When you pass tap water through a water softening pillow, the reaction with the chemical in the filter media makes the calcium and magnesium levels decrease.

Thus, the water becomes soft.

You can add water softening pillows to your filter to make the process easier.

However, water softening pillows will raise the sodium level of the water.

Hence, this method is not as desirable as the RO filter for softening aquarium water.

How To Soften Aquarium Water When It Is Already In The Tank?

If the pH level of the water in your aquarium increases, you can fix it without having to empty the tank.

In this case, you can use either peat moss or driftwood in the tank to soften the water.

Peat Moss

Peat moss binds to calcium and magnesium ions in the water.

It will also reduce the carbonate level of water by releasing gallic and tannic acid, which break down bicarbonates.

The easiest way to add peat moss to your tank is to add it to your aquarium filter.

As the water cycles through the filter, it will become soft.

Another way to use it is to stuff peat moss in a cloth cover or case and submerge it in your tank.

You can also pre-treat aquarium water with peat moss for two weeks and transfer it into the tank when you perform a water change.


Driftwood works just like peat moss. It releases tannins into the water that breaks down bicarbonates.

You can simply add it into the tank and leave it to do the job. Due to its natural look, it will also look good in your tank.

However, driftwood will change the color of the water.

This is a normal reaction and will not harm your fish in any way, although the water will look dirty.

Nonetheless, you should be careful when adding driftwood to a tank.

Dirty driftwood introduces harmful parasites into the tank.

So, clean it thoroughly to eliminate contaminants before adding it to the tank.

Is Rainwater Safe To Use In An Aquarium?

If you are looking for an inexpensive option for soft water, rainwater is a good choice.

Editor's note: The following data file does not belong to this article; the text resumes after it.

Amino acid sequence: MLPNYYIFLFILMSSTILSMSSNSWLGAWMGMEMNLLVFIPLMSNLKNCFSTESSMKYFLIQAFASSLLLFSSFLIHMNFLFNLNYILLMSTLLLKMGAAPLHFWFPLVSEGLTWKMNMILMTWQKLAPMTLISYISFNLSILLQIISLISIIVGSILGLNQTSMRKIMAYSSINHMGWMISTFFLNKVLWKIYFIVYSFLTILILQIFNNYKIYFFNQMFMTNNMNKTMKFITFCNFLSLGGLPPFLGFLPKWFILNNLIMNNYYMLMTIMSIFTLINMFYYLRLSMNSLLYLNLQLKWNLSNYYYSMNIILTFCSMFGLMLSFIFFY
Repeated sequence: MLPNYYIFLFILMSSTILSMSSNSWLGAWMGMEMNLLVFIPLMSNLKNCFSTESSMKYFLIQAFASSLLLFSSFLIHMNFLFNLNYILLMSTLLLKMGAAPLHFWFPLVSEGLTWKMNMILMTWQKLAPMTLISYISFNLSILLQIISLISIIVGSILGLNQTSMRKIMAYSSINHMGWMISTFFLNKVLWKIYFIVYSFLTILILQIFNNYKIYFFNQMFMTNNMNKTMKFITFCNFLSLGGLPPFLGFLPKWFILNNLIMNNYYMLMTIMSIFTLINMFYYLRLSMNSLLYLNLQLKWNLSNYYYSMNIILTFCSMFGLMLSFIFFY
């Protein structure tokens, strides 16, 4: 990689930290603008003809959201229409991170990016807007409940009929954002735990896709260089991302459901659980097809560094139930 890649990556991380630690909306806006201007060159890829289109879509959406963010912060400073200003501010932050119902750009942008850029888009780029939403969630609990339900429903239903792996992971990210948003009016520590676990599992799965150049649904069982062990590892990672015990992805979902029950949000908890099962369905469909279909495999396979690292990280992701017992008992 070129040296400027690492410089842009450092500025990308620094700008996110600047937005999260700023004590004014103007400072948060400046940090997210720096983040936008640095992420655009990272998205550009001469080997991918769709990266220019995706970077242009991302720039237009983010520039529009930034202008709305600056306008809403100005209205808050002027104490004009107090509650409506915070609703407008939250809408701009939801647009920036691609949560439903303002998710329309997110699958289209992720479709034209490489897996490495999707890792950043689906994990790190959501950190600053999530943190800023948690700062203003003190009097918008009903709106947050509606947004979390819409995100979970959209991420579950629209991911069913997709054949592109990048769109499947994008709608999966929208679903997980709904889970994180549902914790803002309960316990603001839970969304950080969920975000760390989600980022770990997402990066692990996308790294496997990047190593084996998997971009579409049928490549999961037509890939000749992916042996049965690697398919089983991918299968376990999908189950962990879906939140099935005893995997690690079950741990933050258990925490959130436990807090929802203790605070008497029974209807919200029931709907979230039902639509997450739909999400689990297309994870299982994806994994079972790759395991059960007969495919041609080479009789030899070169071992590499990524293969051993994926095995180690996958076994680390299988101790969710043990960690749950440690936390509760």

Properly harvested rainwater is clean, free from toxins, and soft.

If you live in a place where it rains frequently, you can collect rainwater and add it to your fish tank.

Just make sure that you use clean containers for the purpose.

How To Soften Aquarium Water For Shrimp?

Some varieties of shrimp, like cherry shrimp and armano shrimp, can live in moderately soft to hard water.

However, tiger shrimp and bumblebee shrimp will perish if they are placed in hard water.

You will need soft water if you intend to keep these animals as pets. Home water softeners may not be effective in this case.

Since shrimp are tiny creatures, any sudden changes in the water chemistry affect them drastically.

The best way to soften aquarium water for your shrimp is by using peat moss or driftwood.

Some shrimp owners also recommend adding shrimp to a mature tank that is already stabilized with RO water.

Sudden changes to the water chemistry will send the shrimp into shock.

However, when you add them to a mature tank, they adapt sooner because the water is stable.

Nonetheless, you should continuously monitor the water hardness to ensure it is within the permissible range.

How To Soften Aquarium Water For Discus?

Discus fish are not very easy to maintain as they are sensitive to even the smallest changes in water chemistry.

Most discus varieties only survive in soft water.

Discus requires soft and slightly acidic water.

Since these fish are very sensitive, the water hardness level of their tank should always be under control.

You can soften aquarium water for discus using a reverse osmosis filtration system.

The RO system will strip the water of any magnesium and calcium salts as well as clear the carbonates in it.

If the tap water in your area is soft, you can use it in your discus tank after passing it through a carbon filter.

European-bred discus is an exception to the rule. These fish have adapted to hard water.

They will survive and even breed in hard water.

However, wild discus and Asian discus cannot adjust to hard water environments.

Check with the supplier from whom you buy your fish to understand their exact water chemistry needs and prepare their aquarium accordingly for the best results.